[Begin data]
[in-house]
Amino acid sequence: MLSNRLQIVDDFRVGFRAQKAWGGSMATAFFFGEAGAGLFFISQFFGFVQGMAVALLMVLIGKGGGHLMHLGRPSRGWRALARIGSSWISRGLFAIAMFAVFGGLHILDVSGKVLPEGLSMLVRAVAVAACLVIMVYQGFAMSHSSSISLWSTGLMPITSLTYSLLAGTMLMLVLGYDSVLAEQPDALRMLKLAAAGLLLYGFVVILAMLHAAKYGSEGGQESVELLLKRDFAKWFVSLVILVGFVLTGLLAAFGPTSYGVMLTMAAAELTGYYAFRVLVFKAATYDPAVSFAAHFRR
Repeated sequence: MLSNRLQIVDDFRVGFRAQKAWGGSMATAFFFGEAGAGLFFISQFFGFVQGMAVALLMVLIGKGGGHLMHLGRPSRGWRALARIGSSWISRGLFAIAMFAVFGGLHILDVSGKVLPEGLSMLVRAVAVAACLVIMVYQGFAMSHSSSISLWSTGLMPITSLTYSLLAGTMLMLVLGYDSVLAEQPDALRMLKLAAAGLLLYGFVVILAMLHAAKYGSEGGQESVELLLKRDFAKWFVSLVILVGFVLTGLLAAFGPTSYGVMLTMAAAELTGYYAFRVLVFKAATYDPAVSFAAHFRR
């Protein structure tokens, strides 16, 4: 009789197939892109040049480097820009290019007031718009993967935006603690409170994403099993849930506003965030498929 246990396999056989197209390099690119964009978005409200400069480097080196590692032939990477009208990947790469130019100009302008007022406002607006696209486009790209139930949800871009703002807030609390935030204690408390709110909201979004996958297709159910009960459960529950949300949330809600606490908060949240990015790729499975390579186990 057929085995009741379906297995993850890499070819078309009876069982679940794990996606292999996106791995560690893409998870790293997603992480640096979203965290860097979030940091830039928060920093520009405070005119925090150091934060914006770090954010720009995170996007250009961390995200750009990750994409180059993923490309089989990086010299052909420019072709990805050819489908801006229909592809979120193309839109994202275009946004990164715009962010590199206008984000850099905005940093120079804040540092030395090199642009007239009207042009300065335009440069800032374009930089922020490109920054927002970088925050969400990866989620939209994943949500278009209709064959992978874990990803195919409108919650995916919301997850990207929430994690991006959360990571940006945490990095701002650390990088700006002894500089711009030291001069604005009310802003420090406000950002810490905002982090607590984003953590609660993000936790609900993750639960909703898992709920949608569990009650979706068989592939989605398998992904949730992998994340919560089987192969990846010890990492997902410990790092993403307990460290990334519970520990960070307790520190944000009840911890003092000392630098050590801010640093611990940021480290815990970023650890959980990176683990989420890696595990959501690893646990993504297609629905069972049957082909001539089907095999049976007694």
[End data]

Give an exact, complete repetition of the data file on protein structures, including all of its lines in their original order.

[in-house]
Amino acid sequence: MLSNRLQIVDDFRVGFRAQKAWGGSMATAFFFGEAGAGLFFISQFFGFVQGMAVALLMVLIGKGGGHLMHLGRPSRGWRALARIGSSWISRGLFAIAMFAVFGGLHILDVSGKVLPEGLSMLVRAVAVAACLVIMVYQGFAMSHSSSISLWSTGLMPITSLTYSLLAGTMLMLVLGYDSVLAEQPDALRMLKLAAAGLLLYGFVVILAMLHAAKYGSEGGQESVELLLKRDFAKWFVSLVILVGFVLTGLLAAFGPTSYGVMLTMAAAELTGYYAFRVLVFKAATYDPAVSFAAHFRR
Repeated sequence: MLSNRLQIVDDFRVGFRAQKAWGGSMATAFFFGEAGAGLFFISQFFGFVQGMAVALLMVLIGKGGGHLMHLGRPSRGWRALARIGSSWISRGLFAIAMFAVFGGLHILDVSGKVLPEGLSMLVRAVAVAACLVIMVYQGFAMSHSSSISLWSTGLMPITSLTYSLLAGTMLMLVLGYDSVLAEQPDALRMLKLAAAGLLLYGFVVILAMLHAAKYGSEGGQESVELLLKRDFAKWFVSLVILVGFVLTGLLAAFGPTSYGVMLTMAAAELTGYYAFRVLVFKAATYDPAVSFAAHFRR
């Protein structure tokens, strides 16, 4: 009789197939892109040049480097820009290019007031718009993967935006603690409170994403099993849930506003965030498929 246990396999056989197209390099690119964009978005409200400069480097080196590692032939990477009208990947790469130019100009302008007022406002607006696209486009790209139930949800871009703002807030609390935030204690408390709110909201979004996958297709159910009960459960529950949300949330809600606490908060949240990015790729499975390579186990 057929085995009741379906297995993850890499070819078309009876069982679940794990996606292999996106791995560690893409998870790293997603992480640096979203965290860097979030940091830039928060920093520009405070005119925090150091934060914006770090954010720009995170996007250009961390995200750009990750994409180059993923490309089989990086010299052909420019072709990805050819489908801006229909592809979120193309839109994202275009946004990164715009962010590199206008984000850099905005940093120079804040540092030395090199642009007239009207042009300065335009440069800032374009930089922020490109920054927002970088925050969400990866989620939209994943949500278009209709064959992978874990990803195919409108919650995916919301997850990207929430994690991006959360990571940006945490990095701002650390990088700006002894500089711009030291001069604005009310802003420090406000950002810490905002982090607590984003953590609660993000936790609900993750639960909703898992709920949608569990009650979706068989592939989605398998992904949730992998994340919560089987192969990846010890990492997902410990790092993403307990460290990334519970520990960070307790520190944000009840911890003092000392630098050590801010640093611990940021480290815990970023650890959980990176683990989420890696595990959501690893646990993504297609629905069972049957082909001539089907095999049976007694």